Febrile Respiratory Illness Surveillance Among U.S. Military Trainees
This study, established in 1998, has documented the return of significant respiratory morbidity among basic trainees at 8 training centers across all services since adenovirus vaccination was discontinued in 1999. Weekly newsletters showing real time FRI rates, etiologies, and trends are sent to stakeholders. Data from this project convinced DoD policymakers that resumption of adenovirus vaccine was warranted. These data are also leveraged to estimate influenza vaccine each season in a timely and consistent manner.
Current Weekly FRI Update | FRI Rates Status
Febrile Respiratory Illness Surveillance Aboard Floating Platforms
Crowded living/working environments, as seen aboard U.S. Navy ships, provide ideal conditions for respiratory disease transmission. Ships traveling to foreign ports may be susceptible to emerging illnesses, such as new influenza strains. Little had been known about the incidence or etiology of FRI aboard U.S. military ships prior to the start of this program in 2002. This study allows for identification of important pathogens that would otherwise be undetected in this highly mobile population.
Febrile Respiratory Illness Surveillance Among DoD Beneficiaries
We have been asked to provide support to the nation’s pandemic avian influenza preparedness by both DoD/GEIS and upper echelon Navy Commands. One task we have undertaken is the evaluation of new diagnostics that may rapidly identify avian influenza. For wide acceptance and use of these devices within the Navy/DoD, FDA approval and clearance is required. Expanding surveillance into dependent clinics at NMCSD has allowed us to conduct studies among a more diverse population, which is needed for FDA clearance. The first diagnostic evaluation was completed in 2007-08, and evaluations are planned in future influenza seasons.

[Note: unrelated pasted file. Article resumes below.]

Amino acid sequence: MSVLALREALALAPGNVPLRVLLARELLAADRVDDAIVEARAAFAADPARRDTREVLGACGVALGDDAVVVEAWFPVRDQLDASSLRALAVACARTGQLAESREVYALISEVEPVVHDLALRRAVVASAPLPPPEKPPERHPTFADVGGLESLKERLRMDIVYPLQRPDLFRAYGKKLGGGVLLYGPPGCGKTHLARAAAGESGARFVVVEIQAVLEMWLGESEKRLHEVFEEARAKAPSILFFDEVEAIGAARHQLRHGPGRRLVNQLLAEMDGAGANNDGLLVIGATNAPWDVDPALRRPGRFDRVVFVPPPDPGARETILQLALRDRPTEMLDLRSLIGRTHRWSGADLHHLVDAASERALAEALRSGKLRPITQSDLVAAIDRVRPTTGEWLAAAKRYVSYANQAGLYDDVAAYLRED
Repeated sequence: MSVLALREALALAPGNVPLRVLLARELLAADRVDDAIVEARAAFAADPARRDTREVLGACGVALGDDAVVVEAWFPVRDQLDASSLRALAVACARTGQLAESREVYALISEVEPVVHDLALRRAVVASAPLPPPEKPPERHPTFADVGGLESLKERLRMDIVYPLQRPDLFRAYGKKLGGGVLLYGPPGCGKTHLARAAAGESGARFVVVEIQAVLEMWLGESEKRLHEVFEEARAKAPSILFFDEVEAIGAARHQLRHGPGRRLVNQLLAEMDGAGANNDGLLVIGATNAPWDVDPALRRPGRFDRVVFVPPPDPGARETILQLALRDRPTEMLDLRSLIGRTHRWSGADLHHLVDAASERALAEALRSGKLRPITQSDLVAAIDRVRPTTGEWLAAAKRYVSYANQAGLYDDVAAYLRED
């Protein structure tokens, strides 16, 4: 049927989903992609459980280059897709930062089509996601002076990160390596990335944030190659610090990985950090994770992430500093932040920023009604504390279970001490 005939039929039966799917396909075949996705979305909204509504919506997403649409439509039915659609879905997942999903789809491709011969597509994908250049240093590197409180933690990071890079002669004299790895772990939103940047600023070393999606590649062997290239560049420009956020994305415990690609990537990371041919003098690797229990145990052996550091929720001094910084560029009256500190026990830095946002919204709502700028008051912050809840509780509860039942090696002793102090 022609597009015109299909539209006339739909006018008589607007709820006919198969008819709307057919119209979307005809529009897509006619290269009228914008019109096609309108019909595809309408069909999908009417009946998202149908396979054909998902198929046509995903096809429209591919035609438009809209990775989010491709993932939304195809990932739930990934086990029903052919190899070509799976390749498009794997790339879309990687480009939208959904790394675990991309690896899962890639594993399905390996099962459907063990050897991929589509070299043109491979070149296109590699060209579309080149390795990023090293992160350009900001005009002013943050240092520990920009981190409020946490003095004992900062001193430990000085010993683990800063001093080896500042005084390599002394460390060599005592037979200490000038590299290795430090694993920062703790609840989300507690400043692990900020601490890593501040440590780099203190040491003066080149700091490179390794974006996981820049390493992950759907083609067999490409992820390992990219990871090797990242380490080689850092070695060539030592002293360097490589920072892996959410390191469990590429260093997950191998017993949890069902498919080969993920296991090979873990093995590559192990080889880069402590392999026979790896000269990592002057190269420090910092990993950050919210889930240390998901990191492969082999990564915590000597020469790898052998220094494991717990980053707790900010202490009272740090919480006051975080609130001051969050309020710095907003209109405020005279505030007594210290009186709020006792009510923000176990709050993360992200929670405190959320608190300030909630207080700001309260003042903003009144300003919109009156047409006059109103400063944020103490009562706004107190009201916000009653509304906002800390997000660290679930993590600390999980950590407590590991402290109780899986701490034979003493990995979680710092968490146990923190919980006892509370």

Current Beneficiaries Update | Archived Updates
Febrile Respiratory Illness Surveillance in a U.S.-México Border Population
This collaboration with CDC and San Diego public health gives NHRC access to FRI specimens from a population very different than we usually see in terms of age and vaccination status. Since 2003 this program has identified a large number of influenza cases that are rapidly reported to collaborators and border clinics. Isolates and molecular data contribute to influenza epidemiology and public health policy.
Etiology & Epidemiology of Pneumonia Among U.S. Military Recruits
Pneumonia infections are a significant cause of morbidity among U.S. military populations, especially trainees, who are subjected to crowded conditions and to the stress and pressure of basic training. A number of bacterial and viral pathogens can cause pneumonia, singularly or in combination, and it is often difficult to determine which pathogen(s) is/are responsible for causing disease. This study will determine which pathogens are causing pneumonia may lead to more effective prevention and treatment.
Streptococcus pneumoniae Surveillance Among DoD Beneficiaries
The purpose of this study is to describe the antibiotic resistance, serotype distribution, and virulence patterns of invasive S.pneumoniae isolates from military medical centers over time. This surveillance is consistent with state and national public health laboratory efforts outside the DoD.
Streptococcus pyogenes Surveillance Among U.S. Military Trainees
This surveillance involves the collection of already-existing S. pyogenes isolates from clinical laboratories at 9 recruit training commands. Isolates are shipped in batch to Naval Health Research Center for testing, and individual and summary results are communicated to each referring site. Geographic and temporal trends in antibiotic resistance and emm-type distribution are followed in this ongoing project.